UNDATED - Young adults, and their kids, are moving back rural Minnesota communities. That's according to research conducted by the University of Minnesota.

Researcher Ben Winchester says a lot of the people moving out to greater Minnesota communities have no ties to those towns.

Just a third of these new residents, people who have moved in the past five years, have had any regular previous contact with that community. These are true newcomers.  They don't know who to call for an electrician, or where to go for daycare.

Winchester says the influx of 30 to 50 year olds is happening in virtually every outstate county.  He says quality of life is the main reason they choose to move to a smaller town.

The slower pace of life, spending time in the outdoors, kind of 'life on my time'. People want control over the hours of the day in their life.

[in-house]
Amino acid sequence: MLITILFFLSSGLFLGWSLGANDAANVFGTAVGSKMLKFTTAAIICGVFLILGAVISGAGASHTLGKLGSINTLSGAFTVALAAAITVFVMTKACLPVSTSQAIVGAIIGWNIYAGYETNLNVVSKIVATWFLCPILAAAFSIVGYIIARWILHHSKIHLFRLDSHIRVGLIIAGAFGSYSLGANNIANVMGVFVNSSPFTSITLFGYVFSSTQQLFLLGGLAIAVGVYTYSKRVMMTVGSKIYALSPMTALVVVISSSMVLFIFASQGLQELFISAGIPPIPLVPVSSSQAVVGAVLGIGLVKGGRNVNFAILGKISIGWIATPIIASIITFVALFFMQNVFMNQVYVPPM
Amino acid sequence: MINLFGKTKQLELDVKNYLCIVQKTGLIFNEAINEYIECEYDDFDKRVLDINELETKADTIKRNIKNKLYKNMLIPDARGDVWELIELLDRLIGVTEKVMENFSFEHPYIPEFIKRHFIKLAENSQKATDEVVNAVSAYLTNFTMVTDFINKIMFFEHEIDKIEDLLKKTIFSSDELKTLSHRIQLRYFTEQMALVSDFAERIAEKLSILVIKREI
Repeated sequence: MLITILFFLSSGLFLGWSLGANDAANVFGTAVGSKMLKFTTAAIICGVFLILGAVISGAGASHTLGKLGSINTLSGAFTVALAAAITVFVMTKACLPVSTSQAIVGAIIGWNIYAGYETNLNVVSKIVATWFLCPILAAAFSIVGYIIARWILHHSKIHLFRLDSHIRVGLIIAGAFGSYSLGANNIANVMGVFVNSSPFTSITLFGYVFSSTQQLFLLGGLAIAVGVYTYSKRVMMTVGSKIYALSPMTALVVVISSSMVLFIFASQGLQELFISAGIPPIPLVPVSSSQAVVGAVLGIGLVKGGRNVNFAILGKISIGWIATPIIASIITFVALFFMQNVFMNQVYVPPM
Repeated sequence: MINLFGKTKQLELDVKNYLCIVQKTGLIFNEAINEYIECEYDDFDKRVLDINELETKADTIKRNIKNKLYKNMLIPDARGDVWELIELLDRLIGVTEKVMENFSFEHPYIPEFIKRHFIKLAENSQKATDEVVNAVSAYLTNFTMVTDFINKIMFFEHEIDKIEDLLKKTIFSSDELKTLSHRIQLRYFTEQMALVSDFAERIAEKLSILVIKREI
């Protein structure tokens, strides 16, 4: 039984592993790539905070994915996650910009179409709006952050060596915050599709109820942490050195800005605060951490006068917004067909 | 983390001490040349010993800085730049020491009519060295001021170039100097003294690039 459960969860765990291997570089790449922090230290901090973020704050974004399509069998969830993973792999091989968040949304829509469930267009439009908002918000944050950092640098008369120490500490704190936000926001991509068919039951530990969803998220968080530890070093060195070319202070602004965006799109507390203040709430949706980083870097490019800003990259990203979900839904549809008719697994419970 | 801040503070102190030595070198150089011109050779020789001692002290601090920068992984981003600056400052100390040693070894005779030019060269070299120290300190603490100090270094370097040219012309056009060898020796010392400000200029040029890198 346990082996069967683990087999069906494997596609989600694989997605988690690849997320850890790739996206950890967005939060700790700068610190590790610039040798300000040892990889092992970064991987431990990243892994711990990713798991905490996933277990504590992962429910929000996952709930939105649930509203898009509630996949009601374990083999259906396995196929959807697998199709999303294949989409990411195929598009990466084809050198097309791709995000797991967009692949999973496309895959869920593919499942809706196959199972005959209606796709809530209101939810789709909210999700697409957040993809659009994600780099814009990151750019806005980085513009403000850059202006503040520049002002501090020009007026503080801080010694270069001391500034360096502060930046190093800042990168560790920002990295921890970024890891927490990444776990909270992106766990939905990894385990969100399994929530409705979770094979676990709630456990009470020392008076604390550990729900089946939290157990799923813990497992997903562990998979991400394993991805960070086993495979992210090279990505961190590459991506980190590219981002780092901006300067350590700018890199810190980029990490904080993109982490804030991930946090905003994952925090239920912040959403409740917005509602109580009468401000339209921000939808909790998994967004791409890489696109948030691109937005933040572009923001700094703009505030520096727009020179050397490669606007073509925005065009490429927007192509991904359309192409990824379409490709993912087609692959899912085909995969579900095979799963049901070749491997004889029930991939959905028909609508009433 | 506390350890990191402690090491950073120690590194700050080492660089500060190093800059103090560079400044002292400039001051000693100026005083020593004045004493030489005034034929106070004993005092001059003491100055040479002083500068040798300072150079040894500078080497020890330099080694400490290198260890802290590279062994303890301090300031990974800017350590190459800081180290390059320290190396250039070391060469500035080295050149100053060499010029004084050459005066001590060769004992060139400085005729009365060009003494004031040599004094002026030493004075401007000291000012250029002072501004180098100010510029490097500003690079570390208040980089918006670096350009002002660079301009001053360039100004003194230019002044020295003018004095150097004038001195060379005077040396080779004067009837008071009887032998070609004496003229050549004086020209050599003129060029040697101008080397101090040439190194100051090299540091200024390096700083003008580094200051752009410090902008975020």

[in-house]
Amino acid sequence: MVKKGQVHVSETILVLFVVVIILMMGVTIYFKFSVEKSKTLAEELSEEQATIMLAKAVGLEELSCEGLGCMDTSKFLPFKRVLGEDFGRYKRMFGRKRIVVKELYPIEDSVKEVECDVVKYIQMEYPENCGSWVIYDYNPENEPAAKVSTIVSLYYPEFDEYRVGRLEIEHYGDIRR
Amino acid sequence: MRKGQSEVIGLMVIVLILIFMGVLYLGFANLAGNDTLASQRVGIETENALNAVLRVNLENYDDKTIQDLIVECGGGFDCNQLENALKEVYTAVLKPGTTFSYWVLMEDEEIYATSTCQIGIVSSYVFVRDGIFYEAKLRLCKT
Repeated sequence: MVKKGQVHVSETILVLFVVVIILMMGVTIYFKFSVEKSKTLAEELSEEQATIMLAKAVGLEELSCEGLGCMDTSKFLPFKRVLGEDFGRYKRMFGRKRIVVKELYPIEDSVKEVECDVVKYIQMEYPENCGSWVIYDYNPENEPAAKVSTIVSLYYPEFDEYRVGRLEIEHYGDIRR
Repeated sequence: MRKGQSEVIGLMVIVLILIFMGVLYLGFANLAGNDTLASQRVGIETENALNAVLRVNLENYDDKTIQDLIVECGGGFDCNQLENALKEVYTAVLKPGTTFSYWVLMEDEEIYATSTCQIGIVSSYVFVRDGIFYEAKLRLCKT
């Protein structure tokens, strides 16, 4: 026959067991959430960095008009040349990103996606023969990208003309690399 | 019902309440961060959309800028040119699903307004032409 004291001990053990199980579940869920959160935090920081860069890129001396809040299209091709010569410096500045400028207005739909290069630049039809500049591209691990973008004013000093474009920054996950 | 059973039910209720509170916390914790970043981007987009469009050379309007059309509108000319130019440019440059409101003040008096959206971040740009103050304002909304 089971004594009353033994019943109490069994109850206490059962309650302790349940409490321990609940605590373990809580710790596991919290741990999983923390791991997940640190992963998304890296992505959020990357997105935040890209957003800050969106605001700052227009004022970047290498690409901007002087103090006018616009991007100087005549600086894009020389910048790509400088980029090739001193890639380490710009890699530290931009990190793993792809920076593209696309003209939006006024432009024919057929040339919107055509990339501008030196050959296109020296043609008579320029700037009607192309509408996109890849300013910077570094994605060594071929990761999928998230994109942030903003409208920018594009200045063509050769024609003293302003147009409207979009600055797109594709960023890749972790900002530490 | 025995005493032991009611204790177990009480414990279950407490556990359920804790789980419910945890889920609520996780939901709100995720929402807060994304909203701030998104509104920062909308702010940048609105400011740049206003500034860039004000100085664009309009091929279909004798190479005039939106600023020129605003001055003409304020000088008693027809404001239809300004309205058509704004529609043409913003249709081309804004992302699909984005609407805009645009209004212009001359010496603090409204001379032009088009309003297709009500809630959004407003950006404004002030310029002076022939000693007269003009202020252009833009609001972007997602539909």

Winchester say other reasons include safety and security, and low cost of housing.

He says most of the falling enrollments in rural schools happened in the 1980s and early 1990s, and now school enrollment has leveled off.

Winchester says those new neighbors are bringing jobs with them too.

I think historically there's been an idea that jobs bring people. While that may have been true in the 40s, 50s, and 60s, today people can bring jobs. We do find a lot of people, and it surprised us, they would move in and buy a business or bring their business with them.

And, he says the ability to more easily work from home has also helped people who want to live in a smaller town.

Winchester will be talking more about this topic here in St. Cloud on Thursday night at 6:00 p.m. at the Tuscan Center on Division Street. It's a free program that's part of the U of M's "Minnesota Sparks" series.